Skip to the content

15 healthcare essentials

There's a minimum level of care that you should get from the NHS for managing your diabetes, make sure you know what care you should receive.

Your GP should discuss what care options are available to you because your care needs will depend on your diabetes diagnosis plus your physical and mental health and other factors.

Diabetes care for your diabetes diagnosis

The treatment you need for type 1 diabetes will be different to that needed for type 2 diabetes, gestational diabetes or for people at risk of diabetes. So you must talk to your GP or nurse first to find out what care is right for you.

However, there are some things that everyone with diabetes should get such as Hba1c tests, and regular checks on eyes, kidneys, legs and feet because these can be diabetes complications.

15 healthcare essentials for diabetes

The charity Diabetes UK has put together a useful list of the 15 things you should expect to get as part of your care for diabetes:

  1. Get your blood glucose levels measured. You should have a HbA1c blood test every year to measure your overall blood glucose control.
  2. Get your blood pressure taken at least once a year.
  3. Have your blood fats (cholesterol) measured at least one a year to measure your cholesterol level.
  4. An annual eye screening for diabetic retinopathy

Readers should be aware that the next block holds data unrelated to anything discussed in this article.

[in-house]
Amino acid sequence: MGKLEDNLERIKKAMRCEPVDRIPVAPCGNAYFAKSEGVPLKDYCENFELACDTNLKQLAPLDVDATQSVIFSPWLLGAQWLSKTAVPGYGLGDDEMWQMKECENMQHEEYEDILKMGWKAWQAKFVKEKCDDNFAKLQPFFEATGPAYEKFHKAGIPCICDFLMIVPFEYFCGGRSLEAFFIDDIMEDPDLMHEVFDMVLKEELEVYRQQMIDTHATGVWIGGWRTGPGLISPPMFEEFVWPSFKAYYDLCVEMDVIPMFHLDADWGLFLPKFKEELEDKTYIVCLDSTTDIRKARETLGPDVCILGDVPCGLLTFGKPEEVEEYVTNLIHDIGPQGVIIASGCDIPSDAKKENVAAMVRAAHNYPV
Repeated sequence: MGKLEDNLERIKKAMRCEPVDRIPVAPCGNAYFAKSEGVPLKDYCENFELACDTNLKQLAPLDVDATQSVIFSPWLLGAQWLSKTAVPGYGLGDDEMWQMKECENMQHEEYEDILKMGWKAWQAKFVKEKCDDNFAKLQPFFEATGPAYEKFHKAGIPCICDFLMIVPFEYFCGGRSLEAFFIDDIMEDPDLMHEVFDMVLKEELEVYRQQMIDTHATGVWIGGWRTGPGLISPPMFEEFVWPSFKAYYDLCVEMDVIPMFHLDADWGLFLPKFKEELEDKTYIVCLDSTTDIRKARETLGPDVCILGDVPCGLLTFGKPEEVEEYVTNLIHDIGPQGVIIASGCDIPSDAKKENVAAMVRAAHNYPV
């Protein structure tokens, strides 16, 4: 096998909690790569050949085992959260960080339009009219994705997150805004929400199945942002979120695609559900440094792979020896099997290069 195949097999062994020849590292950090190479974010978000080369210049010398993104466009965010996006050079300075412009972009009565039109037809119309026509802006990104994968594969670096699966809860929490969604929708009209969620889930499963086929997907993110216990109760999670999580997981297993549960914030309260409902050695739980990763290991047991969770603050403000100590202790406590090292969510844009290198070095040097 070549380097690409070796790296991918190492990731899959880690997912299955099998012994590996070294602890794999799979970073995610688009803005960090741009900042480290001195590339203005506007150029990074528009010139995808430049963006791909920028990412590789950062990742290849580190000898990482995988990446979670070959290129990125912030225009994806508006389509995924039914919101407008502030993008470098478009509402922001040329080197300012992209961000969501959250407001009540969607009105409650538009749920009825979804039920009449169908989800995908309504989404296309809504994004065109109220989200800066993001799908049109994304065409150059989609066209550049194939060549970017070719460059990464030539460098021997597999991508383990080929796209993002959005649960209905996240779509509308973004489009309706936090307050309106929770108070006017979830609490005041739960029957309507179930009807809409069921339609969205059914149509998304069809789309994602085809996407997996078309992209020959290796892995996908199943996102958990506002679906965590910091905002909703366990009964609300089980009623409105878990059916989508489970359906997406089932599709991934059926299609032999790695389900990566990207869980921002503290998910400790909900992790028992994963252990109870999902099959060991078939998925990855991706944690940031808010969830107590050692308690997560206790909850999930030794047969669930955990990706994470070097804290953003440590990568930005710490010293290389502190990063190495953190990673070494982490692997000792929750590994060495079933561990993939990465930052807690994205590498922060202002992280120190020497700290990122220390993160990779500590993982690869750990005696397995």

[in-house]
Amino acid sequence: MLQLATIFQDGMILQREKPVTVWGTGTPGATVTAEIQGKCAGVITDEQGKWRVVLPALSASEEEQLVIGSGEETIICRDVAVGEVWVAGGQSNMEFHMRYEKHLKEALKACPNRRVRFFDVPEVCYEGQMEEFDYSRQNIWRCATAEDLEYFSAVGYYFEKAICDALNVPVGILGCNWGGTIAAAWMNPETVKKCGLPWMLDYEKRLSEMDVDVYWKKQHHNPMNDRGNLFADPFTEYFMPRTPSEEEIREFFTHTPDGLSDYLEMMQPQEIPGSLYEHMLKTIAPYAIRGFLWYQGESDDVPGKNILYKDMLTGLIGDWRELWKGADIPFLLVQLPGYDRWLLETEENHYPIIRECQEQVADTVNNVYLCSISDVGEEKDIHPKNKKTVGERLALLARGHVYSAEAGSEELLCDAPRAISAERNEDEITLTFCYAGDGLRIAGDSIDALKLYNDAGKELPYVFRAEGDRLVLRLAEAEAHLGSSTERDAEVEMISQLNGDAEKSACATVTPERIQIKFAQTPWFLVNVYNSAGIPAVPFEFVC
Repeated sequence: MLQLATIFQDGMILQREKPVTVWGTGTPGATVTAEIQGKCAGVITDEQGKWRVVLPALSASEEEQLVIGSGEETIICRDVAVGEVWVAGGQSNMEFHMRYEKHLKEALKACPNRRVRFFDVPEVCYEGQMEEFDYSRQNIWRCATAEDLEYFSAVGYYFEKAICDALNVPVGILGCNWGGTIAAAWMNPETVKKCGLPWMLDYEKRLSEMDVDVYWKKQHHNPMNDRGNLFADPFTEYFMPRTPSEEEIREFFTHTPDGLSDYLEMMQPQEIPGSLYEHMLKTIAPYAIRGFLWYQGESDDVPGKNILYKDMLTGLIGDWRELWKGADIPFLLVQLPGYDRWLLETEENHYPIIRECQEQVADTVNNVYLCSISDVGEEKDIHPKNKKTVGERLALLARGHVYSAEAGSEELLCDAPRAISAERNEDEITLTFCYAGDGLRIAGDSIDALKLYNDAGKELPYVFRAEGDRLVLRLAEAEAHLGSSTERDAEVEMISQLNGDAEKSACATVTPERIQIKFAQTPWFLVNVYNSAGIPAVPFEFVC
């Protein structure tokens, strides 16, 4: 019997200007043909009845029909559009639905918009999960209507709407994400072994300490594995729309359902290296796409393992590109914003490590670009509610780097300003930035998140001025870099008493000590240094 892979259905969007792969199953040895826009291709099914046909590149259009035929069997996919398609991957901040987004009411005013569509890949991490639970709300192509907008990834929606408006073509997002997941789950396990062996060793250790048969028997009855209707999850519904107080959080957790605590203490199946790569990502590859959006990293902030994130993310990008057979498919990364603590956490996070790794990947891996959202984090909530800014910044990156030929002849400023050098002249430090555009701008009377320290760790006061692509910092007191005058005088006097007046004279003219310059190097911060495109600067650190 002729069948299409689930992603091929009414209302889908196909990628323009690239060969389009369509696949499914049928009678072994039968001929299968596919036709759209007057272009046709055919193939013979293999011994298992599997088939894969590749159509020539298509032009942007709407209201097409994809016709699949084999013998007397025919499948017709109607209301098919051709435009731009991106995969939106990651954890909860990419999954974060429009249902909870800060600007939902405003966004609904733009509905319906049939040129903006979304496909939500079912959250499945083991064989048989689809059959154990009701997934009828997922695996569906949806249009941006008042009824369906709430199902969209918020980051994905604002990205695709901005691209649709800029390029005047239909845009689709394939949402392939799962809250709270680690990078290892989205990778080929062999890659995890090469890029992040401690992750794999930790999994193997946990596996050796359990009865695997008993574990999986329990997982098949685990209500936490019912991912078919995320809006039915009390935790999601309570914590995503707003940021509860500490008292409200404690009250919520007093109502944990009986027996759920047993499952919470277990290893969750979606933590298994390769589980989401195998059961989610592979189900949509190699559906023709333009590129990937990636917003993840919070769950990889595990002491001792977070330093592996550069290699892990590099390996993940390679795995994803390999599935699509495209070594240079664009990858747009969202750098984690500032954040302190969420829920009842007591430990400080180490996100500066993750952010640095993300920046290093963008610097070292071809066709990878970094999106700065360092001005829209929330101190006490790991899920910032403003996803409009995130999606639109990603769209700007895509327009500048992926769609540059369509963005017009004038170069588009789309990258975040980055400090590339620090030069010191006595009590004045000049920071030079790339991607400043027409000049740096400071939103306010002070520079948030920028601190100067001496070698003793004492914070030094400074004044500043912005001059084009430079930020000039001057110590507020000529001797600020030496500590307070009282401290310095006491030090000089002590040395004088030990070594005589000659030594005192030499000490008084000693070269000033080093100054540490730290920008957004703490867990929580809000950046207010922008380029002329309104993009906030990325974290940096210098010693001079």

5. Legs and feet checked at least once a year and more if needed. You should see a podiatrist (foot expert) if you need to. 
  6. Have your kidney function monitored. You should have two tests (a blood test and a urine test) for your kidneys each year to check they are working well.
  7. Have your weight checked to see if it is affecting your diabetes.
  8. Get support to quit smoking because this makes diabetes worse.
  9. Have a say in your care. You get a yearly care plan covering your individual needs and you should have a say in what this covers.
  10. Attend an education course to help you understand and manage diabetes. 
  11. Receive paediatric care if you are a child or young person until you are 18.
  12. Receive high quality care if admitted to hospital.
  13. Get information and specialist care if planning or having a baby.
  14. See specialist diabetes healthcare professionals, like an ophthalmologist (eyes), podiatrist (feet) or dietician (food and diet).
  15. Get emotional and psychological support to help you with managing diabetes.

Getting the checks you need, seeing the right healthcare professionals and understanding your diabetes are all vital.

If you aren't getting the right care, take this list to your diabetes healthcare team and raise the issue with them.